The proposal to start a government-run health insurance plan, or "public option," continues to be an obstacle for Democrats, as does the debate over abortion language in the bill. The Senate is expected to start the abortion debate today and vote on the matter as early as tomorrow.
CBSNews.com Special Report: Health Care
As Washington lawmakers work through the six major steps they need to complete to pass a health care reform bill, CBSNews.com is tracking their progress for you on the chart below. There is nothing to report out of the House of Representatives this week; after the House passed a health care bill earlier this month, it has been waiting for the Senate to do the same. After the Senate passes its own bill, the two chambers can move onto step four and reconcile their two reform packages.
While insisting they remain optimistic about passing their bill before the new year, Democrats in the Senate nevertheless are prepared for intensive, round-the-clock debate. They stayed through the weekend to work on health care legislation, and they say they will stay on the Senate floor through Christmas, if they have to.
President Obama gave the Democratic caucus a pep talk Sunday, encouraging them to keep the process moving. The president did not say anything specific with respect to any of the unresolved issues holding up the debate, according to senators present, CBS News Capitol Hill Producer John Nolen reports.
A New "Public Option?" While the president offered platitudes to the Democrats, 10 liberals and moderates went behind the scenes to hash out yet another potential way to break the public option stalemate. The latest compromise would establish a national health insurance plan operated by private insurers but administered by the Office of Personnel Management (OPM), which oversees the insurance options for federal employees.
Senators and the Obama administration are reportedly hopeful the idea could appeal to moderates and conservatives like Olympia Snowe of Maine, the Republican most likely to offer her support for some kind of legislation, and Independent Sen. Joe Lieberman of Connecticut, who is obstinately opposed to the public option.
Snowe called the new proposal "a very novel and innovative idea," because the OPM has experience negotiating with insurance companies, according to the Washington Post.
Meanwhile, Prof. Timothy Stoltzfus Jost, a health policy expert at the Washington and Lee University School of Law, calls it "the dumbest idea yet."
Other public option supporters outside the Senate wailed that the so-called compromise is a sham.
The 'middle-ground' ideas that are currently flying around aren't in the middle at all," Jacob Hacker, the Yale political science professor credited with formulating the original idea for the public option, wrote Sunday in the New Republic. "They represent abandonment of the public plan idea altogether."
Hacker points out that a majority of senators support a public option, and at least two -- --Sens. Bernie Sanders (I-Vt.) and Roland Burris (D-Ill.) -- have said they will only vote for a bill that includes the measure.
5597514Abortion Debate Begins: Meanwhile, the language on abortion coverage continues to be a wedge issue within the Democratic party. Sen. Ben Nelson (D-Neb.) plans to introduce an abortion amendment to the bill on the Senate floor today. The Senate could vote on the amendment tomorrow, though it may not have enough support to pass.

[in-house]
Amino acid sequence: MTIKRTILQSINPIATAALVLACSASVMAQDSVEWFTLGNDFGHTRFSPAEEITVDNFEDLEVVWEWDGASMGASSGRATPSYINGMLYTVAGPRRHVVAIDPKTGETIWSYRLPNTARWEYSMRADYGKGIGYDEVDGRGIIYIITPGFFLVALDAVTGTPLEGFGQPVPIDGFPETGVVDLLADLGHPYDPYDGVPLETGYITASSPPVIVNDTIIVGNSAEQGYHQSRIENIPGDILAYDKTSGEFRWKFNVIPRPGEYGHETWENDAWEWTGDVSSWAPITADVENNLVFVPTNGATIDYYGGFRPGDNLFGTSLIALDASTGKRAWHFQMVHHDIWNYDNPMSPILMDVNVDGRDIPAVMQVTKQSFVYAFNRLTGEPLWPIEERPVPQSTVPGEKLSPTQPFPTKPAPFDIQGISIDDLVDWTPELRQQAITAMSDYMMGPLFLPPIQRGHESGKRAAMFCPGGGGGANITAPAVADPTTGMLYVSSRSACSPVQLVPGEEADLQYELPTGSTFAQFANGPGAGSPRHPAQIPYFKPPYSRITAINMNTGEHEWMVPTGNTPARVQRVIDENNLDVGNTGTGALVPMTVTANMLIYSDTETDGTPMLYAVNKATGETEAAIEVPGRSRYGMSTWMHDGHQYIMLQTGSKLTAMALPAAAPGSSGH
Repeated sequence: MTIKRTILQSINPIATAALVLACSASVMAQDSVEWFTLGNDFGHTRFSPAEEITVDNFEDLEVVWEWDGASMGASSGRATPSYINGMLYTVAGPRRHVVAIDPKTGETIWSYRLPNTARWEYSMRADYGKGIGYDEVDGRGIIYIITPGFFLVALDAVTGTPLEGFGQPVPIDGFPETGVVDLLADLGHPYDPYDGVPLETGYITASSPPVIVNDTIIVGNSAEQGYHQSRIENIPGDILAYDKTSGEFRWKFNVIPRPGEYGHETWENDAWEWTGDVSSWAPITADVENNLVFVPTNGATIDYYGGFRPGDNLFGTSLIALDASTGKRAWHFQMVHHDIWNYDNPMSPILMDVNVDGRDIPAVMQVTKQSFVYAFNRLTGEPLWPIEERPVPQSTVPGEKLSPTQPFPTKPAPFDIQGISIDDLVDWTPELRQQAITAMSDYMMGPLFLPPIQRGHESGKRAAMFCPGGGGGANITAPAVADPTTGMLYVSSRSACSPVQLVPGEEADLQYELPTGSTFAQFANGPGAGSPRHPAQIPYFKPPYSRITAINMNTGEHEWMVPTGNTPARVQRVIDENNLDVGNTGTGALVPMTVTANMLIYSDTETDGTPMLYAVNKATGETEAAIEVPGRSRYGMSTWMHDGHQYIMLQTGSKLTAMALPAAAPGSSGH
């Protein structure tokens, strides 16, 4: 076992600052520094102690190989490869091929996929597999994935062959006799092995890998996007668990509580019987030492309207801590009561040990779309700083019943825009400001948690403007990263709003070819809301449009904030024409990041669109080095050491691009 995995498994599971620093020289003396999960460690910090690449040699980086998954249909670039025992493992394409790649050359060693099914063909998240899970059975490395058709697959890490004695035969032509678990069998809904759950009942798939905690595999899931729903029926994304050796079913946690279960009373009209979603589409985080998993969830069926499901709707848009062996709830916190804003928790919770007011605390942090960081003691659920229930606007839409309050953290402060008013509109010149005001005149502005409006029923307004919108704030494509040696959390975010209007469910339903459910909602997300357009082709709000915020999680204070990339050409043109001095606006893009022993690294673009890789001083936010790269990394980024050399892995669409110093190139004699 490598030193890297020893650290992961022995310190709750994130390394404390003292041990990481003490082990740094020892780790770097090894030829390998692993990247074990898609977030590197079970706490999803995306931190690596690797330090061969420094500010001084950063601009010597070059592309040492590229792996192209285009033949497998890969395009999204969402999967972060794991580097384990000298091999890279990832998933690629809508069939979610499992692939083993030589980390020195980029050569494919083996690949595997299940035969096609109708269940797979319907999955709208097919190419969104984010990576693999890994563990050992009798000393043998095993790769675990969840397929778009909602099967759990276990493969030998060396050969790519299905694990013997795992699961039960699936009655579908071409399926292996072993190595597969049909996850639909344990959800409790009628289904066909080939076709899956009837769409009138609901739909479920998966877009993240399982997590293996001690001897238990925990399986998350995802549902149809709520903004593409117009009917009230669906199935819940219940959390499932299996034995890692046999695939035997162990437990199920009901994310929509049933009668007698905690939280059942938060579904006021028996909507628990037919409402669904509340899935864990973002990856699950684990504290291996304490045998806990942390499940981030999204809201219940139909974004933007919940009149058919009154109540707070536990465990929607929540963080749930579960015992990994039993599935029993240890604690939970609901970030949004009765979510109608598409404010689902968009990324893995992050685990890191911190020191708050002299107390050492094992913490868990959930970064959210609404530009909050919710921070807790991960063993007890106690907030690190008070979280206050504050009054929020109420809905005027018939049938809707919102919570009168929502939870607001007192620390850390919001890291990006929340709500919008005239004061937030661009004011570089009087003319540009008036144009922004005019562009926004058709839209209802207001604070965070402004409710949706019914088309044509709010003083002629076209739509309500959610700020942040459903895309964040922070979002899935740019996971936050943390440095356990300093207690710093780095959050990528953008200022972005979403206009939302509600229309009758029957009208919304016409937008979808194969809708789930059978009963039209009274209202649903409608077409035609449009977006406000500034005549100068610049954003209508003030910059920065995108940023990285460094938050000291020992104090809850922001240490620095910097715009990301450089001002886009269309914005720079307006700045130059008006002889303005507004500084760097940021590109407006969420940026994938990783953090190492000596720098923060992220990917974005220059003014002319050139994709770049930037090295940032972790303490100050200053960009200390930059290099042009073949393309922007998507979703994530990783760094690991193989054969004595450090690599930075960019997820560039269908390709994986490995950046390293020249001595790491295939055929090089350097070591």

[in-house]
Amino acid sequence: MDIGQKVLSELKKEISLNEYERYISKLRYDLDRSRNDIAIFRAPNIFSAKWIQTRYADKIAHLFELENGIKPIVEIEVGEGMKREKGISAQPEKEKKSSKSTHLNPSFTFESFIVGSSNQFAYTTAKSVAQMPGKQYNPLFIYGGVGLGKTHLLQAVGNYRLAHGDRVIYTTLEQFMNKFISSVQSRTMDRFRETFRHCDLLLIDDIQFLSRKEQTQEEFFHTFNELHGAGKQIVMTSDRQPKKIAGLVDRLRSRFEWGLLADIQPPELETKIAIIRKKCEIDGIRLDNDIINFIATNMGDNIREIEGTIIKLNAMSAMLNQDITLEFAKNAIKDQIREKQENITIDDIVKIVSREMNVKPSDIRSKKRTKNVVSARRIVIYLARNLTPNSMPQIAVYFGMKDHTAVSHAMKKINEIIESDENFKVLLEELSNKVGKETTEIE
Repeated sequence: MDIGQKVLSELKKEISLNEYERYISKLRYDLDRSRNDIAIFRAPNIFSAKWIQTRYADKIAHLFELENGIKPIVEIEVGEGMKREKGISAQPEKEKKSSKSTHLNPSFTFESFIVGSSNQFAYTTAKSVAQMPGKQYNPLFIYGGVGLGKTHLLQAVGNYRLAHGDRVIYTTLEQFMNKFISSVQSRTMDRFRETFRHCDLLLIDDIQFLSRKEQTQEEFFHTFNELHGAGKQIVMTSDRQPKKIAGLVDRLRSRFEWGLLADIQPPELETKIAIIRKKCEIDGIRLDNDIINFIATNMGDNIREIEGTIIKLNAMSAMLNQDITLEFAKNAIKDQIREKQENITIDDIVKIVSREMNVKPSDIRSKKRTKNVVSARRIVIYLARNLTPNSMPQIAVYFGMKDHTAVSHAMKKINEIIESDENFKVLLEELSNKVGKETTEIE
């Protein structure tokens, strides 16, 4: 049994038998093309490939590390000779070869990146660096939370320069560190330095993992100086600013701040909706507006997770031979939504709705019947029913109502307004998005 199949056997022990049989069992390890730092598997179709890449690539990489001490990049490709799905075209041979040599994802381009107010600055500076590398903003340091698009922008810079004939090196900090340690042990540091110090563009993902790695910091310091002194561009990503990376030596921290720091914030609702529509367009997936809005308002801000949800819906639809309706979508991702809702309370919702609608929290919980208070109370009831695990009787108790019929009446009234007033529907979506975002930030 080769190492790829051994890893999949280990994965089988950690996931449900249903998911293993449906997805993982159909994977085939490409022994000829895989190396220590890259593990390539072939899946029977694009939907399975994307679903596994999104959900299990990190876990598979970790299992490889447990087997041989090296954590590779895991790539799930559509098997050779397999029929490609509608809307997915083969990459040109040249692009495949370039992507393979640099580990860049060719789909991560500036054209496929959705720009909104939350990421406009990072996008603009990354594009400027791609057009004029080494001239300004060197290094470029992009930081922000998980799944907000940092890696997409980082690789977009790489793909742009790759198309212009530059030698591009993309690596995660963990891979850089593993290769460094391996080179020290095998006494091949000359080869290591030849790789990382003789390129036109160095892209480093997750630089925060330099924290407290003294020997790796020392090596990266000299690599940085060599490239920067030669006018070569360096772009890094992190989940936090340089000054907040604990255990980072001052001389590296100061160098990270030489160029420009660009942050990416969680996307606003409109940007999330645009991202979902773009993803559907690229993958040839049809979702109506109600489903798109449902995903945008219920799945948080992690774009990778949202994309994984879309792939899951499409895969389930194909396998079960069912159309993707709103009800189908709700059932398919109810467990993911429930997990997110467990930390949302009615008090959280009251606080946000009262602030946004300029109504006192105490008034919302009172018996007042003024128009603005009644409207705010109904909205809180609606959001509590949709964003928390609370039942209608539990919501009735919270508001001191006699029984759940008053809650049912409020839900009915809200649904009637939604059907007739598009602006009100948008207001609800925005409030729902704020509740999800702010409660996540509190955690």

Nelson says the bill is "essentially Stupak's language," CBS News' Capitol Hill Producer John Nolen reports. The so-called Stupak amendment, named for one of its sponsors Rep. Bart Stupak (D-Mich.), was added to the House health care bill with bipartisan support, to the dismay of abortion rights supporters. The measure would restrict health insurance coverage for abortion.
Abortion rights groups are fighting back against the amendment, trying various ways to drum up congressional opposition to the measure: Some groups are hoping to keep a block of liberals staunchly opposed to the measure, while some groups are hoping to weaken the resolve of legislators who have supported the measure in the past.
Busting the Drug Deal? Following debate on the abortion amendment, Sen. Byron Dorgan (D-N.D.) expects to bring up an amendment that could smash apart a deal between the White House and the pharmaceutical industry, the Huffington Post reports.
Dorgan's amendment would allow for the re-importation of prescription drugs from Canada, a move that could save the federal government $19 billion over 10 years, according to nonpartisan analysis. It is expected to get bipartisan support this week.
As a presidential candidate, Mr. Obama promised his health care plan would allow for the importation of drugs from other countries in order to get the best prices, but he reneged on this promise when he agreed to a deal with drug makers, asking the industry to contribute no more than $80 billion to health care reform.
Meanwhile, Sen. Bill Nelson (D-Fla.) is insisting the Senate consider yet another amendment that could break up the industry agreement. Nelson wants drug makers to give the government rebates on drugs sold to Medicare and Medicaid patients, thereby closing the "doughnut hole" -- a gap in Medicare Part D coverage. The plan could cost the industry $106 billion over 10 years.
Nelson implied he would not vote in favor of ending debate on the health care bill until his amendment had been put up for a vote, unless it is added to the "manager's amendment," the final version of the bill Reid will unveil with a host of changes that could not be added in the amendment process.